The opinion of the court was delivered by: McLAUGHLIN, District Judge.
Petitioner, pro se, seeks a writ of habeas corpus pursuant to
28 U.S.C. § 2254. For the reasons discussed below, the petition
Petitioner was convicted on May 13, 1986 of robbery in the
first degree and robbery in the second degree in the New York
Supreme Court, Queens County. Following the jury's verdict of
guilty on both charges, petitioner was sentenced to serve a
term of 8 1/3 years to 25 years on the first charge, and 5 to
15 years on the second. Both sentences were to run
On February 11, 1987, petitioner was found guilty of robbery
in the first degree in a wholly independent proceeding
involving a separate crime. Following that jury's verdict,
petitioner was sentenced to serve 8 1/3 to 25 years. This
sentence was to run consecutively to his first sentence.
Petitioner, however, has appealed the second conviction, and
that appeal is still pending in the Appellate Division.*fn1
A state prisoner's application for a writ of habeas corpus
may not be granted by a district court until "it appears that
the applicant has exhausted the remedies available in the
courts of the state." 28 U.S.C. § 2254(b).
An applicant shall not be deemed to have exhausted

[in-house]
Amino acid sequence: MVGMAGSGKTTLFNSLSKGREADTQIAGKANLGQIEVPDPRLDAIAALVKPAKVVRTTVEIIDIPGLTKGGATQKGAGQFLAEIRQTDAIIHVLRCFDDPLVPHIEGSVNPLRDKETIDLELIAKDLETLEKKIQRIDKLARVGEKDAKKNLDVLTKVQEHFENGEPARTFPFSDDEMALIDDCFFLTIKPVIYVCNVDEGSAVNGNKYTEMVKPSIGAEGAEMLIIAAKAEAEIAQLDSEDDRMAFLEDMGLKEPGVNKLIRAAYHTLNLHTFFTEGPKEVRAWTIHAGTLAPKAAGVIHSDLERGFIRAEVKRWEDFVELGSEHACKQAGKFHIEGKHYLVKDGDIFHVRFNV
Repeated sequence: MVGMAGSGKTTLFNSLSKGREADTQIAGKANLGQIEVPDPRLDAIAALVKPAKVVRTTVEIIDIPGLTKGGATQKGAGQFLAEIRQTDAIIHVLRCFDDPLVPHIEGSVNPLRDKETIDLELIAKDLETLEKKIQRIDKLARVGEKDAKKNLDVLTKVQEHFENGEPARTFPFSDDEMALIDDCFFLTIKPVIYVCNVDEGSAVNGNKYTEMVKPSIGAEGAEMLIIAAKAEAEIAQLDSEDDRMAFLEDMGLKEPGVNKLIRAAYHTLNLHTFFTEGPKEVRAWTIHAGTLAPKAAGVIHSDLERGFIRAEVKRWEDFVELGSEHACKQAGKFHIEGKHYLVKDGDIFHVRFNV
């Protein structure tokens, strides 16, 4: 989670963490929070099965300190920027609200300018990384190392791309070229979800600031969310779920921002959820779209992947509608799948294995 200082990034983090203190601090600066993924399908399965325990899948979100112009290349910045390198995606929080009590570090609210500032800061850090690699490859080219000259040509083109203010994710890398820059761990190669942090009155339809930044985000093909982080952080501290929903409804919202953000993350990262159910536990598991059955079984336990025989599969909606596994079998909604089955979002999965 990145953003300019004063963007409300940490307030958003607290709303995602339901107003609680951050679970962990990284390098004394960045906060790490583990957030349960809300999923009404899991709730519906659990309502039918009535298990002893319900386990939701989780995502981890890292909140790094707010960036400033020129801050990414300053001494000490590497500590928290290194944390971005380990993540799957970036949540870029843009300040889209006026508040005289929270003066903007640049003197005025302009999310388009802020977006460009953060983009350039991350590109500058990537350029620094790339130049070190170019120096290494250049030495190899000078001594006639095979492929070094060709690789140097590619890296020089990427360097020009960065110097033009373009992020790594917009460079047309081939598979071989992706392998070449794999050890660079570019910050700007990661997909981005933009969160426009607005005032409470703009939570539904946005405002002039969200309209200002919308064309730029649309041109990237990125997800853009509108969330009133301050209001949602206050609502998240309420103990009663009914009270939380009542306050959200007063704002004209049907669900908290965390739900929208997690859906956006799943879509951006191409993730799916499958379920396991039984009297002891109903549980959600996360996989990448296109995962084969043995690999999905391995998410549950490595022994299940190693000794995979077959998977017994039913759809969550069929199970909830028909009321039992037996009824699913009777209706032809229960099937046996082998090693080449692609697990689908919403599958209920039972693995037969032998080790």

the remedies available in the courts of the State,
within the meaning of this section, if he has the
right under the law of the State to raise, by any
available procedure, the question presented.
Id. at § 2254(c); see Picard v. Connor, 404 U.S. 270, 275, 92
S.Ct. 509, 512, 30 L.Ed.2d 438 (1971); Boothe v.
Superintendent, 656 F.2d 27, 31 (2d Cir. 1981). Respondents
argue that the federal claim of prosecutorial misconduct has
never been presented to the state courts.
The issue of whether a federal claim was "fairly presented"
to the state courts arose in Daye v. Attorney General of New
York, 696 F.2d 186 (2d Cir. 1982), cert. denied, 464 U.S. 1048,
104 S.Ct. 723, 79 L.Ed.2d 184 (1984). Daye enumerated four
alternative ways by which a defendant may properly alert a
state court to his federal claim:
(A) reliance on pertinent federal cases employing
(B) reliance on state cases employing
constitutional analysis in like fact situations,
(C) assertion of the claim in terms so particular
as to call to mind a specific right protected by
the constitution, and
(D) allegation of a pattern of facts that is well
within the mainstream of ...